Before settling down with Williams, Ledger had relationships with actresses Heather Graham and Naomi Watts. He met Watts while working on The Lords of Dogtown, a fictionalized version of a cult classic skateboarding documentary, in 2004.

"It's the first job in my career where I can finish work and go home," he told USA Today that year. "When you rarely get a chance to be at home, that's what you want. You want stability, your sofa.''

Ledger was born in 1979 in Perth, in western Australia, to a mining engineer and a French teacher, and got his first acting role playing Peter Pan at age 10 at a local theatre company. He began acting in independent films as a 16-year-old in Sydney and played a cyclist hoping to land a spot on an Olympic team in a 1996 television show, Sweat.

After several independent films, Ledger moved to Los Angeles at age 19 and co-starred opposite Julia Stiles in 10 Things I Hate About You, a teen comedy reworking of The Taming of the Shrew. His movie career caught on soon after that, culminating with his Academy Award nomination for Brokeback Mountain.

In talking about the Dylan film, Ledger told The New York Times he most admired that the singer was not someone who could be easily explained, saying he felt the same way about himself.

"Some people find their shtick," Ledger said. "I've never figured out who 'Heath Ledger' is on film: 'This is what you expect when you hire me, and it will be recognizable.'''

"People always feel compelled to sum you up, to presume that they have you and can describe you. That's fine. But there are many stories inside of me and a lot I want to achieve outside of one flat note.''

The medical examiner's office planned an autopsy on Wednesday, spokeswoman Ellen Borakove said.

Veteran Sportscaster Don Wittman Dies At 71

Excerpt from www.thestar.com - The Canadian Press

(January 19, 2008) WINNIPEG – Don Wittman, whose smooth baritone voice called some of Canada's most significant sports, has died of cancer. He was 71.

For more than 40 years, Wittman was a familiar face on CBC television. He did the play-by-play for Grey Cups and Stanley Cups, plus covered curling, golf and track and field. He was a fixture at both summer and winter Olympics.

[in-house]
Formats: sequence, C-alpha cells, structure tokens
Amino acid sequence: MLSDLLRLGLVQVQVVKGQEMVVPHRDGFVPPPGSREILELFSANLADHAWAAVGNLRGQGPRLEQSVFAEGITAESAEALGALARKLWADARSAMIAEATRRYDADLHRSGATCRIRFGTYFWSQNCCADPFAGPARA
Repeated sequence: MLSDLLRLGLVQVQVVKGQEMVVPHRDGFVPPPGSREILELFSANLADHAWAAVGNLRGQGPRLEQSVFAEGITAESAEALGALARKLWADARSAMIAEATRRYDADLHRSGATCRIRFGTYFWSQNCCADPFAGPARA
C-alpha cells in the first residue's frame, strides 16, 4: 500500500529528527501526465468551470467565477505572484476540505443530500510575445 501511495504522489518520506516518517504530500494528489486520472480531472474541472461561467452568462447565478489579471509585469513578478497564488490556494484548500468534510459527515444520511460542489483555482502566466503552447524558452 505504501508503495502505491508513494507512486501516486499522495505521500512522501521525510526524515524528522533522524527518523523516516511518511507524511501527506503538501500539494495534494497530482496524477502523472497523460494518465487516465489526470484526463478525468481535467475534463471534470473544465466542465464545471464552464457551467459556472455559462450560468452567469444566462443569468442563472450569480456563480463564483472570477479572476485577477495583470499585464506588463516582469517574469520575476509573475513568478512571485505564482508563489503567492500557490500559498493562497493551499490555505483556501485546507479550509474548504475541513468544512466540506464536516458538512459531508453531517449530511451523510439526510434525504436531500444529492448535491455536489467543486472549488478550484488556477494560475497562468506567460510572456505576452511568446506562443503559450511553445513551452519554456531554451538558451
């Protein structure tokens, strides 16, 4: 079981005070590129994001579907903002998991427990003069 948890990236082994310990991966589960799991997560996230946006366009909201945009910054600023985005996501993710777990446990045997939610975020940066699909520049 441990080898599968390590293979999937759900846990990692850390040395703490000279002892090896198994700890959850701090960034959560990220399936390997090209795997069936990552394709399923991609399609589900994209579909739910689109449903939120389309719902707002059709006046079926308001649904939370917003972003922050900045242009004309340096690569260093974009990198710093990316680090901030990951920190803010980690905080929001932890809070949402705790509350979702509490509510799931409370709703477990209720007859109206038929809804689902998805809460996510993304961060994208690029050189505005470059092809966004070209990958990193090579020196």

"He is truly a first-generation television sports legend. He's one of the pioneers of our industry," Scott Moore, executive director of CBC Sports, said in January.

"He has done almost everything and done it all well."

It was Wittman who called Ben Johnson's steroid-fuelled 100-metre victory at the 1988 Seoul Olympics, and he was on hand when Donovan Bailey sprinted to gold in the same event in 1996 at Atlanta.

He saw Wayne Gretzky win Stanley Cups and was in Czechoslovakia in 1987 for the Canada-USSR brawl at the world junior hockey championships.

During the 1972 Olympics in Munich he stood on a balcony and looked into the masked face of one of the terrorists who kidnapped nine Israeli athletes.

"It was then the reality of it really struck me," Wittman said in a 1984 interview about the incident. "Here was this man with a hood over his face standing there."

Born in Herbert, Sask., Wittman got his start as a news reporter with CFQC radio in Saskatoon in 1955. He also worked for CJNB radio in North Battleford. He was only 24 when he joined CBC Winnipeg on New Year's Day 1961.

During his career, Wittman won two ACTRA awards and in 2002 was named Broadcaster of the Year by Sports Media Canada. He also was a member of the Canadian Football League Hall of Fame, the Canadian Curling Hall of Fame and Manitoba's provincial sports hall of fame.

"He is the voice of football in Canada in my mind," said Moore, who grew up in Montreal watching Wittman call Alouettes games.

The respect held for Wittman was evident at a ceremony in January, when he was inducted into the CBC Sports Hall of Fame. The guest list was a who's-who of the sports world. Hockey Night In Canada's Ron McLean, Winnipeg Blue Bombers general manager Lyle Bauer and New York Rangers GM Glen Sather were among those on hand. Wayne Gretzky and others sent video tributes.

Wittman was choked with emotion, saying he was humbled by the tributes.

Wittman is survived by his wife July, two daughters and a son.

Suzanne Pleshette, Dies At 70

Excerpt from www.globeandmail.com - Bob Thomas, The Associated Press

(Jan 20, 2008) LOS ANGELES — Suzanne Pleshette, the husky-voiced star best known for her role as Bob Newhart's sardonic wife on television's long-running The Bob Newhart Show, has died at age 70.

Ms. Pleshette, whose career included roles in such films as Hitchcock's The Birds and in Broadway plays including The Miracle Worker, died of respiratory failure Saturday evening at her Los Angeles home, said her attorney Robert Finkelstein, also a family friend.